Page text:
Label17: 

Like line numbers, statement labels can be useful if your program contains statements like Goto or Gosub; or if your program uses the Line or Proc functions.

Note that when the preference for QuickBASIC labels is turned on a FutureBASIC statement may look like a QuickBASIC label to the compiler. Example:

Print:Stop:Rem this won't work with QB labels On 

Because QuickBASIC labels require that no space be present between the text and the colon, you can side step possible errors as follows:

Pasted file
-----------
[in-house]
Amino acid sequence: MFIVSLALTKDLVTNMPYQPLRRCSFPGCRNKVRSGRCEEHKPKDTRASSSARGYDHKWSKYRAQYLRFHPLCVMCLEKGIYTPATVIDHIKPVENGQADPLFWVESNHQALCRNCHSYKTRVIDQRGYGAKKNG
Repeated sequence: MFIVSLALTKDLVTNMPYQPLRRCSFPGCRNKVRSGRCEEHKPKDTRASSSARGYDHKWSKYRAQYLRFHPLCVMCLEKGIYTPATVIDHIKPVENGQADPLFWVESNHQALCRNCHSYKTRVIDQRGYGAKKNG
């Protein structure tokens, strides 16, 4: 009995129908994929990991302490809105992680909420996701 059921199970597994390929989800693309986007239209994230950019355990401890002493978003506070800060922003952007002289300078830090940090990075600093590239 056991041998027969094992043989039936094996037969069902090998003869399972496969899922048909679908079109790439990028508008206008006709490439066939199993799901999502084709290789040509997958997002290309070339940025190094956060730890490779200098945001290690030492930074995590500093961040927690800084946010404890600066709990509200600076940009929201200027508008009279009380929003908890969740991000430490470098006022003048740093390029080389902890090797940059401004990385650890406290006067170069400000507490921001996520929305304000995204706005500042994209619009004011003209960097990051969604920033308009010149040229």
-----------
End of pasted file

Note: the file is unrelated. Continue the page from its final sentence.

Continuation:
Print : Stop : Rem note the space before the colon 

Executable and Non-executable Statements[edit]

Every statement in FB is either an executable statement or a non-executable statement.

Executable statements represent instructions which are to be performed when the program is run. When you run your program, a given executable statement may be performed once, or more than once, or not at all, depending on the program conditions. The order in which executable statements are performed is not necessarily the same as the order in which they appear in your program. Examples of executable statements are: Print; Let; Read; Open.